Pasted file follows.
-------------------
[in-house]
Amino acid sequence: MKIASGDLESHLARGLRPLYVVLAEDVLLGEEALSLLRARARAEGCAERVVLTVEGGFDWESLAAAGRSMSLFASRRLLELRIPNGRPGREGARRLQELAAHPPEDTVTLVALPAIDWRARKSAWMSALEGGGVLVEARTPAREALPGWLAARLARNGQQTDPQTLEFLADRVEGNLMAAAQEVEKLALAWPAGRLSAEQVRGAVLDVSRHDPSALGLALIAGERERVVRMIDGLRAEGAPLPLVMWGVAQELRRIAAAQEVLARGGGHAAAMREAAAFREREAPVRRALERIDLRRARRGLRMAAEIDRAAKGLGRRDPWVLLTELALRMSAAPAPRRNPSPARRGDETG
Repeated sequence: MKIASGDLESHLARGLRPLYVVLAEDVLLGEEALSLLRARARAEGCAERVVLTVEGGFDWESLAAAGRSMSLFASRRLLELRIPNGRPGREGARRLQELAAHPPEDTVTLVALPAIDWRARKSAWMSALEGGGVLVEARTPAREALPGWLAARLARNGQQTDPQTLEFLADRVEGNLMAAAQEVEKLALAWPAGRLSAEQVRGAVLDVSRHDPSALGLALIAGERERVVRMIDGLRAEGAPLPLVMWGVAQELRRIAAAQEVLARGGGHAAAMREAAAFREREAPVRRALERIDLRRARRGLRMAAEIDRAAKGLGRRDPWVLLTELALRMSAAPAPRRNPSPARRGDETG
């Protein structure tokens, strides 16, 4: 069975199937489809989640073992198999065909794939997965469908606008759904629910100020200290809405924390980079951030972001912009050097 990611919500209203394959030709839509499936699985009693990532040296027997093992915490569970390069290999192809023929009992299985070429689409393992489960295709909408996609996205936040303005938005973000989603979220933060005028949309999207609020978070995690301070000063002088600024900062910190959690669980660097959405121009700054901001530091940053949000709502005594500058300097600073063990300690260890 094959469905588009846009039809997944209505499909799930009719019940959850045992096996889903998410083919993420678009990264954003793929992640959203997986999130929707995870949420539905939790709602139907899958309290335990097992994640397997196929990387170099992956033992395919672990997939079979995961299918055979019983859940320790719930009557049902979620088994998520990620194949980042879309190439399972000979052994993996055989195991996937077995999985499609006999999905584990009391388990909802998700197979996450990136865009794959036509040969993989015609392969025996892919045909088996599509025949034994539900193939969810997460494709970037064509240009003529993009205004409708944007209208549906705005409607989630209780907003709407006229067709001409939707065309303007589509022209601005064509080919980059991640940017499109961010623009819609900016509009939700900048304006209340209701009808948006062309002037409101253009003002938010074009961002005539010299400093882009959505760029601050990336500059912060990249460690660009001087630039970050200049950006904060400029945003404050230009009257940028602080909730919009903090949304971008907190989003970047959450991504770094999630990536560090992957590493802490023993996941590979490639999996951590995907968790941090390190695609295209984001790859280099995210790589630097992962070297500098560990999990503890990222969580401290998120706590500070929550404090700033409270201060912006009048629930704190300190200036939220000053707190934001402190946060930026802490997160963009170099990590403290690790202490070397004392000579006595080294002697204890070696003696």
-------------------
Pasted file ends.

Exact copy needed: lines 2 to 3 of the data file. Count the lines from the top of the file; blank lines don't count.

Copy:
Amino acid sequence: MKIASGDLESHLARGLRPLYVVLAEDVLLGEEALSLLRARARAEGCAERVVLTVEGGFDWESLAAAGRSMSLFASRRLLELRIPNGRPGREGARRLQELAAHPPEDTVTLVALPAIDWRARKSAWMSALEGGGVLVEARTPAREALPGWLAARLARNGQQTDPQTLEFLADRVEGNLMAAAQEVEKLALAWPAGRLSAEQVRGAVLDVSRHDPSALGLALIAGERERVVRMIDGLRAEGAPLPLVMWGVAQELRRIAAAQEVLARGGGHAAAMREAAAFREREAPVRRALERIDLRRARRGLRMAAEIDRAAKGLGRRDPWVLLTELALRMSAAPAPRRNPSPARRGDETG
Repeated sequence: MKIASGDLESHLARGLRPLYVVLAEDVLLGEEALSLLRARARAEGCAERVVLTVEGGFDWESLAAAGRSMSLFASRRLLELRIPNGRPGREGARRLQELAAHPPEDTVTLVALPAIDWRARKSAWMSALEGGGVLVEARTPAREALPGWLAARLARNGQQTDPQTLEFLADRVEGNLMAAAQEVEKLALAWPAGRLSAEQVRGAVLDVSRHDPSALGLALIAGERERVVRMIDGLRAEGAPLPLVMWGVAQELRRIAAAQEVLARGGGHAAAMREAAAFREREAPVRRALERIDLRRARRGLRMAAEIDRAAKGLGRRDPWVLLTELALRMSAAPAPRRNPSPARRGDETG